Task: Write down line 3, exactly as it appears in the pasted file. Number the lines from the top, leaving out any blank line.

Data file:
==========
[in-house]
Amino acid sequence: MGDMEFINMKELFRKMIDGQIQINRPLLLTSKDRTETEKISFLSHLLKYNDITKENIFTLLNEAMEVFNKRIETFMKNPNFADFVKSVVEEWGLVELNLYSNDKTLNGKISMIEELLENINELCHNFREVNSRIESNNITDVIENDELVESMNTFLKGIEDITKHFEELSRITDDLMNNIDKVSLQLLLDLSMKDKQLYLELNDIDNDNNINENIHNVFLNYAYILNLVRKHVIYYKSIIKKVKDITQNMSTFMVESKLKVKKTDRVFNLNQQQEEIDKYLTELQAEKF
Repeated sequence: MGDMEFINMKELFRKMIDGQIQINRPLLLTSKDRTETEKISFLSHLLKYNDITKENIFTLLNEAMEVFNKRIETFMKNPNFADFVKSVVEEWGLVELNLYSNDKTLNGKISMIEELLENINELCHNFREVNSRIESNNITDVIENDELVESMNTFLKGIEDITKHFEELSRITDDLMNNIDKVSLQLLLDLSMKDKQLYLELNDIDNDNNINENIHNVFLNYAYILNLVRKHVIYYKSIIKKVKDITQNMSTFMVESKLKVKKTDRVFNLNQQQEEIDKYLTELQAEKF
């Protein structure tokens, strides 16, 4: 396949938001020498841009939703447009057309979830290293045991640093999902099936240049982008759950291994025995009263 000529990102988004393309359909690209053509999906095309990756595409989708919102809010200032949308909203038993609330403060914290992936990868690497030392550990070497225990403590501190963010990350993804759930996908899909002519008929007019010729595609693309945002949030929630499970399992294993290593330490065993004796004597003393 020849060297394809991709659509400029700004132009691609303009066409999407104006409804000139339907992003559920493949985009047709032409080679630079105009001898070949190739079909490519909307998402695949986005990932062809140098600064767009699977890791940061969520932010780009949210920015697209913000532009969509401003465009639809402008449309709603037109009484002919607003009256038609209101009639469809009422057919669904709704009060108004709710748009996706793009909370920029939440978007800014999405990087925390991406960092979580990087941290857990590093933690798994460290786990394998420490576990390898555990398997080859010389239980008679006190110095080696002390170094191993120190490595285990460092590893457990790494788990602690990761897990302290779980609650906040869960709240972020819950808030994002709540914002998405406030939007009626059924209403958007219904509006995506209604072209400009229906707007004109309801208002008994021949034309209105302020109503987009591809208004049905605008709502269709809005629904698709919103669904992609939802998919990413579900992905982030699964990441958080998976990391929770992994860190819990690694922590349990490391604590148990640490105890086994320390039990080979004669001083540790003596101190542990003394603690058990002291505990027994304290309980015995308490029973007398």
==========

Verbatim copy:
Repeated sequence: MGDMEFINMKELFRKMIDGQIQINRPLLLTSKDRTETEKISFLSHLLKYNDITKENIFTLLNEAMEVFNKRIETFMKNPNFADFVKSVVEEWGLVELNLYSNDKTLNGKISMIEELLENINELCHNFREVNSRIESNNITDVIENDELVESMNTFLKGIEDITKHFEELSRITDDLMNNIDKVSLQLLLDLSMKDKQLYLELNDIDNDNNINENIHNVFLNYAYILNLVRKHVIYYKSIIKKVKDITQNMSTFMVESKLKVKKTDRVFNLNQQQEEIDKYLTELQAEKF